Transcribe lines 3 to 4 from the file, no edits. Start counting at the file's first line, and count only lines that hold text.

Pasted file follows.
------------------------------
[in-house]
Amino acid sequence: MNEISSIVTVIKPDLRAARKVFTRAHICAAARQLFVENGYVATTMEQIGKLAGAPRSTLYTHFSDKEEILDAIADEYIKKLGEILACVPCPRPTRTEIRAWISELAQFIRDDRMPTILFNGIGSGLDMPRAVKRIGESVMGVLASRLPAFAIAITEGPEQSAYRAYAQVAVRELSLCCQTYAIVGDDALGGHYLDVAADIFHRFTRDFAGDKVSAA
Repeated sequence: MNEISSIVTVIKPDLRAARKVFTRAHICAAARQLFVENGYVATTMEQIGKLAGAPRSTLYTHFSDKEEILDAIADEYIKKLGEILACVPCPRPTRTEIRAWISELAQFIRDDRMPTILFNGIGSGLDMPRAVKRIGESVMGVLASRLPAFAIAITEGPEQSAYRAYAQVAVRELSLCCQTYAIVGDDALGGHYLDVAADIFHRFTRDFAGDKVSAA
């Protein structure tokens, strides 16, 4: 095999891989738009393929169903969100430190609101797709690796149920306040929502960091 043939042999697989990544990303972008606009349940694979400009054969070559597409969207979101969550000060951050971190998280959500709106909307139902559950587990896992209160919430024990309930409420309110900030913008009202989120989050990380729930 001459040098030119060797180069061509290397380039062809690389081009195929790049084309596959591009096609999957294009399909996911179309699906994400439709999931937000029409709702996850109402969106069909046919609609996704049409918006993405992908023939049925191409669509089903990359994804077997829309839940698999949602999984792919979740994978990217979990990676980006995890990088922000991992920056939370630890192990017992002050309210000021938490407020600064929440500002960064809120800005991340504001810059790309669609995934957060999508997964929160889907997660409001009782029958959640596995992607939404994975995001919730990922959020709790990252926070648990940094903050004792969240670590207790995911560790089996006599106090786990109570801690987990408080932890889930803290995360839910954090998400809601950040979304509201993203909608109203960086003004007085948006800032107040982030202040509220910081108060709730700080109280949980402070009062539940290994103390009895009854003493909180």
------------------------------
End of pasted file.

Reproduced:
Repeated sequence: MNEISSIVTVIKPDLRAARKVFTRAHICAAARQLFVENGYVATTMEQIGKLAGAPRSTLYTHFSDKEEILDAIADEYIKKLGEILACVPCPRPTRTEIRAWISELAQFIRDDRMPTILFNGIGSGLDMPRAVKRIGESVMGVLASRLPAFAIAITEGPEQSAYRAYAQVAVRELSLCCQTYAIVGDDALGGHYLDVAADIFHRFTRDFAGDKVSAA
């Protein structure tokens, strides 16, 4: 095999891989738009393929169903969100430190609101797709690796149920306040929502960091 043939042999697989990544990303972008606009349940694979400009054969070559597409969207979101969550000060951050971190998280959500709106909307139902559950587990896992209160919430024990309930409420309110900030913008009202989120989050990380729930 001459040098030119060797180069061509290397380039062809690389081009195929790049084309596959591009096609999957294009399909996911179309699906994400439709999931937000029409709702996850109402969106069909046919609609996704049409918006993405992908023939049925191409669509089903990359994804077997829309839940698999949602999984792919979740994978990217979990990676980006995890990088922000991992920056939370630890192990017992002050309210000021938490407020600064929440500002960064809120800005991340504001810059790309669609995934957060999508997964929160889907997660409001009782029958959640596995992607939404994975995001919730990922959020709790990252926070648990940094903050004792969240670590207790995911560790089996006599106090786990109570801690987990408080932890889930803290995360839910954090998400809601950040979304509201993203909608109203960086003004007085948006800032107040982030202040509220910081108060709730700080109280949980402070009062539940290994103390009895009854003493909180």